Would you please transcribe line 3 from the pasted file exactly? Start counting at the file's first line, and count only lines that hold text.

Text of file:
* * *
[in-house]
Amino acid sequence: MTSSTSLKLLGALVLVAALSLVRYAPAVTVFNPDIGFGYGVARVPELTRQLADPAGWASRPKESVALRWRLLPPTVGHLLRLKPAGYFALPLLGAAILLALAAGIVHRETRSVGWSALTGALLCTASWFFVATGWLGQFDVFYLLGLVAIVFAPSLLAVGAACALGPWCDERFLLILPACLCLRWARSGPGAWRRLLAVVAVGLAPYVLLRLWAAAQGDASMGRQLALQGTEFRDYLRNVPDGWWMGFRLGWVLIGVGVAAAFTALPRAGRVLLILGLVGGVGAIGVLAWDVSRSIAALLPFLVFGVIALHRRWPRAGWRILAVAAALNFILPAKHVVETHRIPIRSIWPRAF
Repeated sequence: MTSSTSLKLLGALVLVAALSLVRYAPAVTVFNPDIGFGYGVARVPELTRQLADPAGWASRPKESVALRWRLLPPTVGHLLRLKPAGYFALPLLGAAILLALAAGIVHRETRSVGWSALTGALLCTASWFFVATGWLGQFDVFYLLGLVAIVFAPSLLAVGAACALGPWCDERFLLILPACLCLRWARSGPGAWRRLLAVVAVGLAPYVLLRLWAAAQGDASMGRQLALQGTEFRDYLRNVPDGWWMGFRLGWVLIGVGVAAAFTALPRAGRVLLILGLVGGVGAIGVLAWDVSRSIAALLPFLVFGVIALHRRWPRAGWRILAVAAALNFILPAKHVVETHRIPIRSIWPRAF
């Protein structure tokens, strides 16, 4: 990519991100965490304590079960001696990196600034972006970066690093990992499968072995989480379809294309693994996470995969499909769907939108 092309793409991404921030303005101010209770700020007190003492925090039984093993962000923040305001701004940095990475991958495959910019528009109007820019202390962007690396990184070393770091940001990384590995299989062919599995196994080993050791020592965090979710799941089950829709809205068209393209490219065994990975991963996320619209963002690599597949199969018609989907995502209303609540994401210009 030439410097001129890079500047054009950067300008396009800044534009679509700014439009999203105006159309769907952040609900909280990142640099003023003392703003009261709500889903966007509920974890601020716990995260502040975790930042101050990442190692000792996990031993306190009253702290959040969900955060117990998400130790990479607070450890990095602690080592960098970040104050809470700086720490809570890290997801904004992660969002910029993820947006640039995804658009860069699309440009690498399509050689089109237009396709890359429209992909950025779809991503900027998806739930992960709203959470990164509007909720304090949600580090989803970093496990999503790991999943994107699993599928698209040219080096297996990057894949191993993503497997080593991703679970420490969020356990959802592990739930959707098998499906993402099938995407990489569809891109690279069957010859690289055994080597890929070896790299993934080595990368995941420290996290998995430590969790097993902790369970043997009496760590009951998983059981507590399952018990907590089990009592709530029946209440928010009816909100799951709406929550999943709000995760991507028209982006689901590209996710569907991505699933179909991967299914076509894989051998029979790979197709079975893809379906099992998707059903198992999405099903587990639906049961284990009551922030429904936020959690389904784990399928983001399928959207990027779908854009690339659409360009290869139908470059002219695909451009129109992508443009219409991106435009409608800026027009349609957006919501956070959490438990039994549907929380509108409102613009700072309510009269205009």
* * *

Repeated sequence: MTSSTSLKLLGALVLVAALSLVRYAPAVTVFNPDIGFGYGVARVPELTRQLADPAGWASRPKESVALRWRLLPPTVGHLLRLKPAGYFALPLLGAAILLALAAGIVHRETRSVGWSALTGALLCTASWFFVATGWLGQFDVFYLLGLVAIVFAPSLLAVGAACALGPWCDERFLLILPACLCLRWARSGPGAWRRLLAVVAVGLAPYVLLRLWAAAQGDASMGRQLALQGTEFRDYLRNVPDGWWMGFRLGWVLIGVGVAAAFTALPRAGRVLLILGLVGGVGAIGVLAWDVSRSIAALLPFLVFGVIALHRRWPRAGWRILAVAAALNFILPAKHVVETHRIPIRSIWPRAF